Remote Access Recommendation

22 09 2014

New recommendations looking into Victorian counter-terrorism laws could see police investigators given the power to add, delete or copy data from target computers, if they believe it could prevent a terrorist act.


A recently conducted review of Victorian counter-terrorism laws has seen thirteen recommendations made for changes to the state’s counter-terrorism measures. The Review Committee consisted of former County Court judge David Jones, retired Lieutenant General Mark Evans and former Deputy Commissioner Kieran Walshe.


The government has backed eight of the thirteen recommendations, with a further four supported ‘in principle’. Among those that have been supported, is the recommendation to amend the Terrorism (Community Protection) Act 2003 (Vic) to allow police remote access to data held on a target computer where there are reasonable grounds to believe that the data will assist the prevention or investigation of terrorist acts.


The report explains that this proposal aims to modify the current legislation in response to the technological developments made since the Act was last substantially amended. The Victorian Police also submitted to the Review Committee that this is also a safer and less intrusive option than physically entering premises where the computer(s) in question are located.


The report proposed that the authority of the Supreme Court be required in order to obtain a warrant allowing remote access to a computer. The report goes on to clarify that such a warrant would only be issued where the Supreme Court is satisfied that there are reasonable grounds for the suspicion that accessing the target’s computer without their knowledge, would be necessary to prevent or respond to a terrorist act.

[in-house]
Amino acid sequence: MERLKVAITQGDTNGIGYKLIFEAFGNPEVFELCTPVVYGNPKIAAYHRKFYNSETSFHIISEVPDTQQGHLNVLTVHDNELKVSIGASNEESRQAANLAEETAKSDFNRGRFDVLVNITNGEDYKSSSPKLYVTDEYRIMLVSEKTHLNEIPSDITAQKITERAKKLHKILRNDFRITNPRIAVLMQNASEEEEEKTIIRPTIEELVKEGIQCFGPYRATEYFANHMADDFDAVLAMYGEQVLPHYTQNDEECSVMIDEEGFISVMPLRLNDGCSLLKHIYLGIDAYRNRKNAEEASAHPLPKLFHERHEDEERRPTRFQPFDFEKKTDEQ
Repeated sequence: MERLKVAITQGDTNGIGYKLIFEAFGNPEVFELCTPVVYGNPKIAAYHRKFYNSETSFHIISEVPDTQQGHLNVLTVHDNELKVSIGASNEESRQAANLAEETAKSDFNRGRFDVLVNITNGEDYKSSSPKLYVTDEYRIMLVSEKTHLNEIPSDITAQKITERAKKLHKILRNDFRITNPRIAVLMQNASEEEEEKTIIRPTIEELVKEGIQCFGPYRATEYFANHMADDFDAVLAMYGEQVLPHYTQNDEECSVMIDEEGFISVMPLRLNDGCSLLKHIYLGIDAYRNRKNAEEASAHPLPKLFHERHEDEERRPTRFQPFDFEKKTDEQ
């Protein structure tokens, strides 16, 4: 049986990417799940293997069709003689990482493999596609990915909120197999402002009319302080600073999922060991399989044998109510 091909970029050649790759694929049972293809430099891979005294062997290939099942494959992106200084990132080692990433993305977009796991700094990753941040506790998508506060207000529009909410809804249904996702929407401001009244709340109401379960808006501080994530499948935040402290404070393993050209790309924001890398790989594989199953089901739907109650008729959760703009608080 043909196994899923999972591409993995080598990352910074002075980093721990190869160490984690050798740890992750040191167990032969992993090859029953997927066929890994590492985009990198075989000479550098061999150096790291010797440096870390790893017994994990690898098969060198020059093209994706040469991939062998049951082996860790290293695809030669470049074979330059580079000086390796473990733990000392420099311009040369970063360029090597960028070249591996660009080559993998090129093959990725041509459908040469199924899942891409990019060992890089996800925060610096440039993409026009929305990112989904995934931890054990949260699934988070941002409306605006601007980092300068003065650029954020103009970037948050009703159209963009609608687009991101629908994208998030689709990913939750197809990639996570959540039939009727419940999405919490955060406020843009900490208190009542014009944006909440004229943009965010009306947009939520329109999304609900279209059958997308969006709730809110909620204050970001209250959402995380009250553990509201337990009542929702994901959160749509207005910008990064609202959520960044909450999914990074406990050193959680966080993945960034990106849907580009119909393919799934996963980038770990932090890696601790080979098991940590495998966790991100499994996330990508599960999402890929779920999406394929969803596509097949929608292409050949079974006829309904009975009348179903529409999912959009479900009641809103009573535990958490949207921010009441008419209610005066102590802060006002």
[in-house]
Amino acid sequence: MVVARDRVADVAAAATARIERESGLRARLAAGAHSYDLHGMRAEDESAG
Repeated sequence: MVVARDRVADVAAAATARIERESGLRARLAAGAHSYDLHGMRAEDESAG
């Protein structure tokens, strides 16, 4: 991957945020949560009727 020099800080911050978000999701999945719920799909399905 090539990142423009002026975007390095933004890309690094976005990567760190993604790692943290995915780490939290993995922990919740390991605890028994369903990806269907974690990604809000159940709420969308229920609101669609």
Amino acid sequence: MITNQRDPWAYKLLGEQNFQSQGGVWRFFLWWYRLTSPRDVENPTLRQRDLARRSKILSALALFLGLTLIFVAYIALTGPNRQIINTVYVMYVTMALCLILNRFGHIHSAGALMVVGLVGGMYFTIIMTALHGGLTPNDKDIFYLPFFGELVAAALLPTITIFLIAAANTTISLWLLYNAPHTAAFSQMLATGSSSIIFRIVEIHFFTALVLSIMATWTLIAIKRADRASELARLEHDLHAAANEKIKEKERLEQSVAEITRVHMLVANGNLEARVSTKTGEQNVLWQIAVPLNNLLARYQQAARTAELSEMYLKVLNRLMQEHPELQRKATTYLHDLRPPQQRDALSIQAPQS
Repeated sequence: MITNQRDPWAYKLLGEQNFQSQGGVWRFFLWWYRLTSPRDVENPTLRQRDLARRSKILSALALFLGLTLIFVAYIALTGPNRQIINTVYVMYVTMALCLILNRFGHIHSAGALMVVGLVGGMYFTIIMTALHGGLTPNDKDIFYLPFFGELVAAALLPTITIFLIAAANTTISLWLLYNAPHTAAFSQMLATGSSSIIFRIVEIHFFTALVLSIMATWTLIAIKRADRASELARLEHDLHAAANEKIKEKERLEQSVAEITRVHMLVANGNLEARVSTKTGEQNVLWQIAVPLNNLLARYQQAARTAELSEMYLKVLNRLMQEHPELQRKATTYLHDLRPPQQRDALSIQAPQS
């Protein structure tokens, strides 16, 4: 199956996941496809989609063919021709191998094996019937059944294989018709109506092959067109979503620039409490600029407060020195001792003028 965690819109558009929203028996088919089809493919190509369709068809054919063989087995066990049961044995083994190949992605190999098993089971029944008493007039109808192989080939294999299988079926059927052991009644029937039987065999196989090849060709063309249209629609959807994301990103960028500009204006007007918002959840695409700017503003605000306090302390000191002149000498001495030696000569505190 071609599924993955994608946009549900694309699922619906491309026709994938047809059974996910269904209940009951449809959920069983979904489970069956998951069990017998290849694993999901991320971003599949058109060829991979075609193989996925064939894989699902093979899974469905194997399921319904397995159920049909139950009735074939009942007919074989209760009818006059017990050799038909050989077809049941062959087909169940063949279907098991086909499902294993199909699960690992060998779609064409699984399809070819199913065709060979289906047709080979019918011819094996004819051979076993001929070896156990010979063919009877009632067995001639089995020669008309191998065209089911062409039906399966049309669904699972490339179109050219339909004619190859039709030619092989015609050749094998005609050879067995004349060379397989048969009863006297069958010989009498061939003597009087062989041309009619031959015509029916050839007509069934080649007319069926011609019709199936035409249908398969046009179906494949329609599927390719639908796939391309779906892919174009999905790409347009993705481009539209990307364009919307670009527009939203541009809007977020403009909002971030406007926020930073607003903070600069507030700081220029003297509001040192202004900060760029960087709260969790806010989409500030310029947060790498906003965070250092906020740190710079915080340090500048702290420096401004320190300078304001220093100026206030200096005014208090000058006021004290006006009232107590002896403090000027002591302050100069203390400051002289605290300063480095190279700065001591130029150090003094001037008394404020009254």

Under Section 13(a) of the Victorian Charter of Human Rights and Responsibilities Act 2006 (Vic), “a person has the right not to have his or her privacy, family, home or correspondence unlawfully or arbitrarily interfered with”. The report addressed this in relation to the proposed changes and stated that “the power to issue a covert search warrant is sufficiently constrained to circumstances where the search would be a reasonable and justifiable interference with the right to privacy”. The report noted the need to balance an individual’s right to privacy against the nature and gravity of the relevant offences. With respect to this, the report expressed the view that the nature of the warrant would be both a “reasonable and proportionate interference with [the right to privacy]” so “it would neither be unlawful or arbitrary”.


In its response to the proposed changes, the government expressed the intention to “review the proposal [to allow remote access to target computers] in the context of the more recent Commonwealth initiatives”. It remains to be seen how this proposal will be implemented and integrated into current Victorian legislation. However, the report recommended that the new powers be modelled on those contained within Section 25A of the Australian Security Intelligence Organisation Act 1979 (Cth).

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